The Governor, Alhaji Yahaya Bello and Senator Dino Melaye are leaders in their own rights and they certainly have followers/sympathisers across the state. The two of them have demonstrated examples of good brothers ab initio.

Please do not only go back to that status quo but indeed promote such robust relationship and Kogi will be better for it. In politics, as late Chief Obafemi Awolowo of blessed and unforgettable memory said many years ago, “there are no permanent enemies but permanent interest in politics”.

This reminds me of an incident that happened many years ago. Permit me to incorporate it into this narrative. In 1979 in the days of Unity Party of Nigeria (UPN) led by late Chief Obafemi Awolowo, SAN, a legal luminary of extraordinary status and the National Party of Nigeria (NPN) led by late Chief Adisa Meredith Akinloye, also a lawyer from Ibadan.

Chief Richard Osuolale Abimbola Akinjide (SAN) was the Governorship candidate of NPN in the 1979 general elections conducted by the then Federal Electoral Commission (FEDCO). Chief Richard Akinjide is, of course, an enviable but humble son of Ibadanland and one of the earliest beneficiaries of the prestigious rank of Senior Advocate of Nigeria.

Chief James Ajibola Ige (SAN), a native of Esa-Oka, in the present day state of Osun was the Governorship candidate of the UPN. That was in the old Oyo State, before Osun State was carved out. Chief Bola Ige, as was popularly known, was married to late Justice Atinuke Omobonike Amoke Ige, JCA, OFR (nee Oloko, of the famous Oloko family in Ibadan), who retired as Justice of the Appeal of Court before her glorious demise in April 9, 2002.

The Nigerian Television (NTV-Ibadan), a precursor to the Nigerian Television Authority (NTA), with Chief Yemi Farounbi, an iconic and ice broadcaster, w s the General Manager of the Station, organized a Governorship debate.

It was a live programme. The two governorship candidates were expected to come and sell their programmes to the electorates on air. The debate was hot, incisive, lively, entertaining and cordial, until it got to the point that they had to sell their respective education policy.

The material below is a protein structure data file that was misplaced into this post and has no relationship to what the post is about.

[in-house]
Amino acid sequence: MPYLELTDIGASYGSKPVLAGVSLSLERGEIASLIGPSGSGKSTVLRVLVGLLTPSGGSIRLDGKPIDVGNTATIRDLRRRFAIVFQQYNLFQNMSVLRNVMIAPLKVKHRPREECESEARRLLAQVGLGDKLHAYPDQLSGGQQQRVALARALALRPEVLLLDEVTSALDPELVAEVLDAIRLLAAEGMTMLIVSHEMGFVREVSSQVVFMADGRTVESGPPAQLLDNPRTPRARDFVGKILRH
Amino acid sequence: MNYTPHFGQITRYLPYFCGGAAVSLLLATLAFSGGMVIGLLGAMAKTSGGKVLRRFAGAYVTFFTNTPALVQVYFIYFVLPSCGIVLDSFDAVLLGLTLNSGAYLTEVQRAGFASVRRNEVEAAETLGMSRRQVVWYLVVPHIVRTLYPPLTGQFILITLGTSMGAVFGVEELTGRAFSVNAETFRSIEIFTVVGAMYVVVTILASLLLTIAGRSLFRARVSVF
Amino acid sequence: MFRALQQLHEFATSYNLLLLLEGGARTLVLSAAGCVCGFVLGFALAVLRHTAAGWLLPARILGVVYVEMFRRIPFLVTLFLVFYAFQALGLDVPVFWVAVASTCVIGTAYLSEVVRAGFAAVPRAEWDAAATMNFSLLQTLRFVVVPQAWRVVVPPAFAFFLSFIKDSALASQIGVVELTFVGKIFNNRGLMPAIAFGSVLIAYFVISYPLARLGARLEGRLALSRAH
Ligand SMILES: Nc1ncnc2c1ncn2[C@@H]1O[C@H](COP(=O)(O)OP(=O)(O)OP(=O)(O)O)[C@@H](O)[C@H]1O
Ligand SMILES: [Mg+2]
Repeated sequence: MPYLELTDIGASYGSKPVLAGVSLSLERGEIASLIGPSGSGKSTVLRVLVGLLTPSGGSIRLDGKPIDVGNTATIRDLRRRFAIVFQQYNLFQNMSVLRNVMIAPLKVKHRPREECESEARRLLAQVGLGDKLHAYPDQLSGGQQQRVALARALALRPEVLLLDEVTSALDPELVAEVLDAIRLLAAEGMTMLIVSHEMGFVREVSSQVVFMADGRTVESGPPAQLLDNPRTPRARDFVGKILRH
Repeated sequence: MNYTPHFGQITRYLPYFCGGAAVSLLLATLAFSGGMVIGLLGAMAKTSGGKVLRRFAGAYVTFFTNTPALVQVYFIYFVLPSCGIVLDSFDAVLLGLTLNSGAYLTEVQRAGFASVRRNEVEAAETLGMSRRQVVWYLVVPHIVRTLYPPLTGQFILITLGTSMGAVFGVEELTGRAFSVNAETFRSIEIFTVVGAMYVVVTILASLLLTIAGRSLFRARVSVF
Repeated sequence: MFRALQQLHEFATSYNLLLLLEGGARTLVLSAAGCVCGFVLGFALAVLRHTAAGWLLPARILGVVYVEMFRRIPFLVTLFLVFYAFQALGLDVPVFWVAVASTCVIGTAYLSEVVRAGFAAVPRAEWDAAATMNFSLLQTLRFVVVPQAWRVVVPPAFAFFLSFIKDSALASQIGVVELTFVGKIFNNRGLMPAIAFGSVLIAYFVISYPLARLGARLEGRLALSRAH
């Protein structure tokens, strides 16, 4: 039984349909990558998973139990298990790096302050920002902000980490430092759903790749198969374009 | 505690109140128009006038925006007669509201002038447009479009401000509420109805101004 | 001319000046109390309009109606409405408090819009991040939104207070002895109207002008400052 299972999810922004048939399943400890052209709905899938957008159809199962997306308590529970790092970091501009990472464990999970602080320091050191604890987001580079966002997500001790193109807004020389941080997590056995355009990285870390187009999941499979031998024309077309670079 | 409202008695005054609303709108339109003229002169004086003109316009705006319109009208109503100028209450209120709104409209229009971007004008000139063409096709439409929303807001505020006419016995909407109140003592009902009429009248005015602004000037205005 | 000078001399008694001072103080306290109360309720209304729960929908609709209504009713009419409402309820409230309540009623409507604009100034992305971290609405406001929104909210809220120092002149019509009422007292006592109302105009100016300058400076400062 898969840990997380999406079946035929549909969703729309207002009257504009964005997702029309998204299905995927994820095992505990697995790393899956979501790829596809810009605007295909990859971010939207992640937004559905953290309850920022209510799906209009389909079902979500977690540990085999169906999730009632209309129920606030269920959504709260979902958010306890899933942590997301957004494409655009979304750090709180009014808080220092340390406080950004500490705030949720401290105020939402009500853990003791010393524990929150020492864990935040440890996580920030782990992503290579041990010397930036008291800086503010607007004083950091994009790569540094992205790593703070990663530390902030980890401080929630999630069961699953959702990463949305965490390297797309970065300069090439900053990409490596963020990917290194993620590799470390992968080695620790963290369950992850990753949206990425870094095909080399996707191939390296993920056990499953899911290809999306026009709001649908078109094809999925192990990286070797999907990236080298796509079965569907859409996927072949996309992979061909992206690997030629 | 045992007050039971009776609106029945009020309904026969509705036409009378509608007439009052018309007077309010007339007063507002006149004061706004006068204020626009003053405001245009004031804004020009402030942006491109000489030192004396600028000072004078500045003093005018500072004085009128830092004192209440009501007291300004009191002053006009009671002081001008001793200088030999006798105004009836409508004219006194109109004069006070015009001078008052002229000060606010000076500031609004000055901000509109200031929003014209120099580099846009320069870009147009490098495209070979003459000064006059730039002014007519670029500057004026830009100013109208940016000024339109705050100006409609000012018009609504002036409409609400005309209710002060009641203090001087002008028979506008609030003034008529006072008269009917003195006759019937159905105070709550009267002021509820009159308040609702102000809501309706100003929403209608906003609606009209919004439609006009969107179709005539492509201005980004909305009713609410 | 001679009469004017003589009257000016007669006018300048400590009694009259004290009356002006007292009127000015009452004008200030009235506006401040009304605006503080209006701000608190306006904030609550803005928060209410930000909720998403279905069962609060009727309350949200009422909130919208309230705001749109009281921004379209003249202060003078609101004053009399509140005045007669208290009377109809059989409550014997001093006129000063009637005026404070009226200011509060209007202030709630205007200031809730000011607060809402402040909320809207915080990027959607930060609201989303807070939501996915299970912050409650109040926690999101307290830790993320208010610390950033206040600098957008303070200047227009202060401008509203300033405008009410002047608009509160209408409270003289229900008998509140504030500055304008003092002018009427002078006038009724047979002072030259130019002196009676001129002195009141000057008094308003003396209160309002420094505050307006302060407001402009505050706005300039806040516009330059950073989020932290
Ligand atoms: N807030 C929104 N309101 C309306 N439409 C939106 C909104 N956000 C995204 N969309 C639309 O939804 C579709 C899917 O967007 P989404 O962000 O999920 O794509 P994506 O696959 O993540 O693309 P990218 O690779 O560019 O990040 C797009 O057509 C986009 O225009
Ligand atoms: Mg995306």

At this juncture, tempers rose, passion, emotion and sentiment took centre-stage, heated but lively elucidation. In all of these, there was decency, moderation in the choice of words, consequently mutual respect for their individual person. In the end, however, Chief Richard Akinjide had to angrily leave the studio unceremoniously.

That was politics, but not politics of hatred, bitterness or of dead. It is important to clearly state that Chief Bola Ige and Chief Richard Akinjide were very close friends and gleefully attended each other’s family functions, even after that memorable television encounter.

In fact, their disagreement was not personal but based on party ideology and nothing more. In fact, Chief Bola Ige recognised Chief Richard Akinjide as his in-law, having married to a wonderful Ibadan lady. The lesson here is, we may disagree on principles but that does not make us enemies. Let the present politicians’ key into such wonderful puritanical trait and hold strong unto it.

Chief Bola Ige won that governorship contest and Chief Richard Akinjide got appointed as the Attorney General of the Federation under the Shagari Presidency in Lagos. This story should be viewed in the realm of “politic without bitterness” – apologies to our revered late Alhaji Ibrahim Waziri of blessed memory.

There is another important lesson to buttress this conversation. When Chief Bola Ige’s first tenure as Governor was running out, his deputy (late Chief Sunday Michael Afolabi) wanted to succeed him as Governor.

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He went to Ikenne to brief Papa Awolowo about his ambition. Papa Awolowo commended him for his ambition but asked if he had discussed with Chief Bola Ige to know if he was not going for the second term. Chief S M Afolabi confessed he had not. Papa Awolowo then advised him to go and do so.

Instead, Chief Sunday Michael Afolabi (of blessed memory) returned to Ibadan to resign as Deputy Governor. Consequently he decamped to the rival party NPN. He wanted the governorship ticket at all cost. Of course, he did not get it.

The ticket was zone to Ibadan whereas Chief S M Afolabi hailed from Iree in the present state of Osun but at that time, Iree was part of the old Oyo State. That was how Prof Victor Omololu Olunloyo, an Ibadan-man proper, (“he is son of the soil”, do you still remember that slang?) became the candidate of the NPN in the 1983 general elections.